The Yankees set themselves apart. That is the whole underpinning of their brand. Of course, they have the most championships, but it’s more than that. No beards. No names on the jerseys. No losing seasons in decades.
That last one is in serious peril. The Yankees lost for the eighth game in a row on Sunday, 6-5 to the Boston Red Sox in the Bronx. They are 60-64 this season, slipping ever closer to the first losing season for the franchise since 1992, the year Aaron Judge was born.
Judge came up in the ninth inning on Sunday, two on and no outs. A big hit would win the game. Kenley Jansen struck him out on three pitches, then got Gleyber Torres, too. The Yankees fanned 14 times before Ben Rortvedt, batting .095, flied to center to end it.
“It’s a gut punch today, especially in the fashion we lost it,” said Isiah Kiner-Falefa, the Yankees’ third baseman.
Kiner-Falefa had scored what seemed to be the go-ahead run in the eighth, before replay overturned the call. The Red Sox broke the tie on a double by Justin Turner in the ninth.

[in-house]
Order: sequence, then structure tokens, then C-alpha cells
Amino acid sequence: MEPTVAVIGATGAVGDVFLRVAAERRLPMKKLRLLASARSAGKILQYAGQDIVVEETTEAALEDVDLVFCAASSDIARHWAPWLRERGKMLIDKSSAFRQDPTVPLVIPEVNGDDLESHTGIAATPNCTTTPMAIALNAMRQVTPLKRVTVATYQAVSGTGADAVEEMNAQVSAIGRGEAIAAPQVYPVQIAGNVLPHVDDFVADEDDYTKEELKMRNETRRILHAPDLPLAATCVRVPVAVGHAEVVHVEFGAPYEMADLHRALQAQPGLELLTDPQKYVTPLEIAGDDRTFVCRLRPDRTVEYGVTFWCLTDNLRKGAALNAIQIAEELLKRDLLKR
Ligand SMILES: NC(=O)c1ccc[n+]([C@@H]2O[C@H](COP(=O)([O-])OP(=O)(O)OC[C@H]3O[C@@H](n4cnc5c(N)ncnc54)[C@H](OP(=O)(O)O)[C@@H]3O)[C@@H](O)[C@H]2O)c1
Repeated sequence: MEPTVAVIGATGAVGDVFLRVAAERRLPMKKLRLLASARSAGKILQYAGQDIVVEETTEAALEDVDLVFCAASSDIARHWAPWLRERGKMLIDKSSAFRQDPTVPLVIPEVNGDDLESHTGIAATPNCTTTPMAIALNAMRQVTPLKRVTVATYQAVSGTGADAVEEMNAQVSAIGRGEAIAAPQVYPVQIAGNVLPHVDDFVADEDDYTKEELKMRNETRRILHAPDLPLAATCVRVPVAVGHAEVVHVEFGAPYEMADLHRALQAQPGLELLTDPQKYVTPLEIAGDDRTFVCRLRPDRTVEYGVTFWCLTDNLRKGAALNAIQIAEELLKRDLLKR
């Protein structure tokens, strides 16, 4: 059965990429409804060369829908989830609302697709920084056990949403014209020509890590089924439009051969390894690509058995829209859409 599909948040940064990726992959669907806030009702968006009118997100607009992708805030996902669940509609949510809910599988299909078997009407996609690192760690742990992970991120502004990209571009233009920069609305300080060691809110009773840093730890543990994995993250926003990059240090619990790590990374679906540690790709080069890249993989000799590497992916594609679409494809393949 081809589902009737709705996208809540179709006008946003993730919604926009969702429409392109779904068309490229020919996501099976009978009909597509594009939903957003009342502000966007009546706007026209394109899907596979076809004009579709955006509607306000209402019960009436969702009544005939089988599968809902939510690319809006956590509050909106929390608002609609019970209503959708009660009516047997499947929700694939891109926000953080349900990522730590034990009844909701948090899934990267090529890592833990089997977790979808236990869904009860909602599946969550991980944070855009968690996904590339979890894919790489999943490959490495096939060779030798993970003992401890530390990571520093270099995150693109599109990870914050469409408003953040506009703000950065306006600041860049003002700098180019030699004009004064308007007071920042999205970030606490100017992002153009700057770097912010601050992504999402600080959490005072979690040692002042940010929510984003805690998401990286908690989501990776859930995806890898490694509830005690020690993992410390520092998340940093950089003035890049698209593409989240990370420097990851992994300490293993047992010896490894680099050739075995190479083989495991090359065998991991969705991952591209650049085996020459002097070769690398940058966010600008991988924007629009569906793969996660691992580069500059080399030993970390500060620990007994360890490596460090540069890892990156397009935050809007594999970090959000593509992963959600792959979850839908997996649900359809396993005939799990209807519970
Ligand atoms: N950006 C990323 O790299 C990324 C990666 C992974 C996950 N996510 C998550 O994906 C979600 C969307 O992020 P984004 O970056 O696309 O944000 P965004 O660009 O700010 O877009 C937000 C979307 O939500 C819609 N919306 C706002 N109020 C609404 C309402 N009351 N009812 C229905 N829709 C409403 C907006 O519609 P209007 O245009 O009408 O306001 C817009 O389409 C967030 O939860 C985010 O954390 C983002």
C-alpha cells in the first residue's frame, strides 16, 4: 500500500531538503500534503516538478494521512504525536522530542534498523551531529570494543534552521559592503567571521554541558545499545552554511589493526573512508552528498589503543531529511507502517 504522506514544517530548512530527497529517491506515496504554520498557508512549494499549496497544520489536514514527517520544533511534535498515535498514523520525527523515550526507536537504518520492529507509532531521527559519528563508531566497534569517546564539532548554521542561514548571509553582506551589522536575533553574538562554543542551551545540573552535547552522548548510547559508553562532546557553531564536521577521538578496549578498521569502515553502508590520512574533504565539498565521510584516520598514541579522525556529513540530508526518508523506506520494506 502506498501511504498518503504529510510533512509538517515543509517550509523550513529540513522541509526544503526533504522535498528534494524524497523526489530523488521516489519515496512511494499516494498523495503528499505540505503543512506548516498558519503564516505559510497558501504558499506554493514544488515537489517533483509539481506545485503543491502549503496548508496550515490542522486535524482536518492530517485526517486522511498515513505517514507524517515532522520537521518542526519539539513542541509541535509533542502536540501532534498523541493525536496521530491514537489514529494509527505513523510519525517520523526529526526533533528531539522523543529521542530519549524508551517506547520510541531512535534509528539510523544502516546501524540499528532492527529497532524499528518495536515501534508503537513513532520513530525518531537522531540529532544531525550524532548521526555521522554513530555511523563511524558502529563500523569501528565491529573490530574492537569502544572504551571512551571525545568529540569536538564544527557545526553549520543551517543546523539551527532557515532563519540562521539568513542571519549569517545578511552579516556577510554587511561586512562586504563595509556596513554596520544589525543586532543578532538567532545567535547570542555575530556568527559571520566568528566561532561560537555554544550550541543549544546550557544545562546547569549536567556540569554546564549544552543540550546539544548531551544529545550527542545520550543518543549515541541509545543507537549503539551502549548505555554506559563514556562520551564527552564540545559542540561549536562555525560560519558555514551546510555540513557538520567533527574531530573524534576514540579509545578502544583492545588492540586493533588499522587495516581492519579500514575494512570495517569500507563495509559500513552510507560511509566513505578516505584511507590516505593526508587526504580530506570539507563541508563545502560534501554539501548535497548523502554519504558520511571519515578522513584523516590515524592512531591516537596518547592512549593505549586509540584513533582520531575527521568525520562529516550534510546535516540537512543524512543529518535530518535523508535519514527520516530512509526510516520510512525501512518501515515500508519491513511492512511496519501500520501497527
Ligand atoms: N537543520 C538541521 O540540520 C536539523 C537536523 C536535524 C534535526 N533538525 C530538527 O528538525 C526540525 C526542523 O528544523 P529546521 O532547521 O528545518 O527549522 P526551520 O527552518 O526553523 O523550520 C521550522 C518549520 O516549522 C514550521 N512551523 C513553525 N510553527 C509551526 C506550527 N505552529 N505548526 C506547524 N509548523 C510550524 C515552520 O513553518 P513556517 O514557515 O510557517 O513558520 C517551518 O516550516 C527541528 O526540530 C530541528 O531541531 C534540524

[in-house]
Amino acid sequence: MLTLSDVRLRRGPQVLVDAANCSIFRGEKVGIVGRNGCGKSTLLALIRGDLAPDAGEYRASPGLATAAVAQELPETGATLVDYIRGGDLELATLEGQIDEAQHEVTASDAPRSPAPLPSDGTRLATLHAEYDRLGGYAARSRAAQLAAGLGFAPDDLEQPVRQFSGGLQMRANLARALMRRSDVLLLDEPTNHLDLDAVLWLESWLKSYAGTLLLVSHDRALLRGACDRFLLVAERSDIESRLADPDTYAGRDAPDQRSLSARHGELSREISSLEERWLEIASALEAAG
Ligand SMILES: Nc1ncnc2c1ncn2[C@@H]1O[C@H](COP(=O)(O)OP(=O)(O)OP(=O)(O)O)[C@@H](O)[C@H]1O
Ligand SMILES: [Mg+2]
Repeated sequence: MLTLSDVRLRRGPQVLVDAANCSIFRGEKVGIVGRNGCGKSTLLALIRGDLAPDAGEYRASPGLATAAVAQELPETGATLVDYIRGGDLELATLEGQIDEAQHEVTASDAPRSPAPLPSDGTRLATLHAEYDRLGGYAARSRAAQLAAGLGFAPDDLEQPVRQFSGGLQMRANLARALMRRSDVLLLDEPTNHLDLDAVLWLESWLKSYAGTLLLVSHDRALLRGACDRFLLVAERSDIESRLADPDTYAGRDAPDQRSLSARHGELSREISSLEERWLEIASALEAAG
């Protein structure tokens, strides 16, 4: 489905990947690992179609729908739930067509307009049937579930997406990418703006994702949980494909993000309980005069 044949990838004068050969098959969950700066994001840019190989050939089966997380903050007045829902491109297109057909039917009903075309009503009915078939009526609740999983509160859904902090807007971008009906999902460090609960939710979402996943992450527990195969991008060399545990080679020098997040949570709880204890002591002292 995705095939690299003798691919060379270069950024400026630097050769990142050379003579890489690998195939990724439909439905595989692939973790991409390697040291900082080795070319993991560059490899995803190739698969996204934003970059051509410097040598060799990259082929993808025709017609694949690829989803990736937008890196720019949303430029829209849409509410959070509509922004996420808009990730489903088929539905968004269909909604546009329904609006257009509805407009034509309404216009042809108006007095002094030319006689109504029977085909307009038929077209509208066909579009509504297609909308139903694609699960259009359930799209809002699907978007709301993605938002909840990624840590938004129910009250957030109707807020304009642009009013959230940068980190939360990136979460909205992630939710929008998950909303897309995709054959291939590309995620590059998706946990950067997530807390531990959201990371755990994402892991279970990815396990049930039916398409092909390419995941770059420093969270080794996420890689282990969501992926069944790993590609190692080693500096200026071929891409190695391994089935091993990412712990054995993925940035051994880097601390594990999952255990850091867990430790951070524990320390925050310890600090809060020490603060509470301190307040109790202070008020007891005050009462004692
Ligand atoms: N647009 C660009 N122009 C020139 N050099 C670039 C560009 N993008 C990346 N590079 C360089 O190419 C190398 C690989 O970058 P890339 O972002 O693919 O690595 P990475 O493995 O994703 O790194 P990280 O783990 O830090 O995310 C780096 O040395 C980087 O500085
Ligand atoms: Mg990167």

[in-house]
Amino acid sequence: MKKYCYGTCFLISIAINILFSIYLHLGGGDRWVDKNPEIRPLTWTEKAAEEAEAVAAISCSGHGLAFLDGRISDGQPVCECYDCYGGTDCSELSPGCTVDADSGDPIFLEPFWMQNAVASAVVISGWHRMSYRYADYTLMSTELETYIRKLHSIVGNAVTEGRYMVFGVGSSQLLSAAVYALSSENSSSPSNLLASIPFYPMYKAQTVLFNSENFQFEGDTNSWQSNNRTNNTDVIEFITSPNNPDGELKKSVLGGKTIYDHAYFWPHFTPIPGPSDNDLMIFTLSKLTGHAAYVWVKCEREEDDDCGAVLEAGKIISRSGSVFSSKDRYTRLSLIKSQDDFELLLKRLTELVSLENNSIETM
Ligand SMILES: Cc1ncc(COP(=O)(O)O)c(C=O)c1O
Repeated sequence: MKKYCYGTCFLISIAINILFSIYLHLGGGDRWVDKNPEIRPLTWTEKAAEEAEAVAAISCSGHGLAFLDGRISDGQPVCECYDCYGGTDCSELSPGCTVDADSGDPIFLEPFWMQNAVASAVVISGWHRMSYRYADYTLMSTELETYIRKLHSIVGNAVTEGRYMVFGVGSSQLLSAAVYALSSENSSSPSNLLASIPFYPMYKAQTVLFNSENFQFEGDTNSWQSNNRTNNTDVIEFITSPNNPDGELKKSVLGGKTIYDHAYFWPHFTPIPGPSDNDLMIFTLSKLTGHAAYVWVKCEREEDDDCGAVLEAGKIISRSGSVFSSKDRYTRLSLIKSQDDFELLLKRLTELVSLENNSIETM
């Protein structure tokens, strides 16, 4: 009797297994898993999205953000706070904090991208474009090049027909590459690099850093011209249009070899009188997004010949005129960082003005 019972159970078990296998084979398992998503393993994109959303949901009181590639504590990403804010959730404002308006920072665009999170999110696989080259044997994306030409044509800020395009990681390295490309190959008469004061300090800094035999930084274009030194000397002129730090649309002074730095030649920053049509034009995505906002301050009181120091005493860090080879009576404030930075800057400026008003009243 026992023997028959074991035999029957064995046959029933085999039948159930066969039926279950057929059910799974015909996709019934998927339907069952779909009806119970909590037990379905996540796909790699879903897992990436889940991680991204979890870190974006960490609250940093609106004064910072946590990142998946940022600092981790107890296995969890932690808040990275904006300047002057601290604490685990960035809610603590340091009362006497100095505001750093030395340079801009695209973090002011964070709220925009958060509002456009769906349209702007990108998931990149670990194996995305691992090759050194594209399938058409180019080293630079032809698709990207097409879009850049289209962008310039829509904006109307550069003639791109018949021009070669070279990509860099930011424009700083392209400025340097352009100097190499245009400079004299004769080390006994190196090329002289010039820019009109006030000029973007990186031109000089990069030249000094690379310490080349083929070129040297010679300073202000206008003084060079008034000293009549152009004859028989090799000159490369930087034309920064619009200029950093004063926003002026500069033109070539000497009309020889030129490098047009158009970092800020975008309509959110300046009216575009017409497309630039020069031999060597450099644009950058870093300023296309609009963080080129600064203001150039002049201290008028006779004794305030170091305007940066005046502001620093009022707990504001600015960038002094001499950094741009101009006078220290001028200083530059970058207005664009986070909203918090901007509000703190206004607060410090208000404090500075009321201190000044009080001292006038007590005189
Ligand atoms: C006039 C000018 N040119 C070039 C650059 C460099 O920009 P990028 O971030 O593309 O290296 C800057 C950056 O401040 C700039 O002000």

“Getting swept by those guys is definitely tough,” Kiner-Falefa said, adding later, “This can’t be happening.”
But it is, and the Yankees have single-handedly made their patchwork rivals relevant in the wild-card race. The Red Sox are one game over .500 when they don’t play the Yankees and 8-1 when they do. At 66-58, Boston is alive.
The Yankees are an afterthought, their season now defined by the pursuit of mediocrity. They are ordinary, the very last thing they ever want to be. They lead the American League in attendance for the fourth nonpandemic season in a row, but their descent makes you wonder how much longer they’ll be in demand.